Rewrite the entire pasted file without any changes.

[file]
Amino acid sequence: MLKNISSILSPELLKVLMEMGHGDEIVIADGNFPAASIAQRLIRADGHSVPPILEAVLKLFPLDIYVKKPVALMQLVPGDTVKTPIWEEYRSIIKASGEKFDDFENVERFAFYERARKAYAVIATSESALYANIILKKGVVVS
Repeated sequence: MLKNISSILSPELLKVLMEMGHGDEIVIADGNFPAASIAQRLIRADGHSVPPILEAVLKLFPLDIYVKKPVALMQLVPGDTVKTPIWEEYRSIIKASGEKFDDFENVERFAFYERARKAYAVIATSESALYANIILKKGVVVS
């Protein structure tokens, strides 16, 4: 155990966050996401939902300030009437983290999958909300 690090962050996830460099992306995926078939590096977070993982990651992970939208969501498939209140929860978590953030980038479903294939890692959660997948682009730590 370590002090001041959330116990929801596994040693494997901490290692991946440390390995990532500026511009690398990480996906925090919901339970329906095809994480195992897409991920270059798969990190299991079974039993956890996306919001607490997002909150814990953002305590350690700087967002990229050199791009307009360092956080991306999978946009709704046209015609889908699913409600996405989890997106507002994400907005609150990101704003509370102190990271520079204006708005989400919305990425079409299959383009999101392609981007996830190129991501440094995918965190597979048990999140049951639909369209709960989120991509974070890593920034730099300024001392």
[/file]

Amino acid sequence: MLKNISSILSPELLKVLMEMGHGDEIVIADGNFPAASIAQRLIRADGHSVPPILEAVLKLFPLDIYVKKPVALMQLVPGDTVKTPIWEEYRSIIKASGEKFDDFENVERFAFYERARKAYAVIATSESALYANIILKKGVVVS
Repeated sequence: MLKNISSILSPELLKVLMEMGHGDEIVIADGNFPAASIAQRLIRADGHSVPPILEAVLKLFPLDIYVKKPVALMQLVPGDTVKTPIWEEYRSIIKASGEKFDDFENVERFAFYERARKAYAVIATSESALYANIILKKGVVVS
């Protein structure tokens, strides 16, 4: 155990966050996401939902300030009437983290999958909300 690090962050996830460099992306995926078939590096977070993982990651992970939208969501498939209140929860978590953030980038479903294939890692959660997948682009730590 370590002090001041959330116990929801596994040693494997901490290692991946440390390995990532500026511009690398990480996906925090919901339970329906095809994480195992897409991920270059798969990190299991079974039993956890996306919001607490997002909150814990953002305590350690700087967002990229050199791009307009360092956080991306999978946009709704046209015609889908699913409600996405989890997106507002994400907005609150990101704003509370102190990271520079204006708005989400919305990425079409299959383009999101392609981007996830190129991501440094995918965190597979048990999140049951639909369209709960989120991509974070890593920034730099300024001392």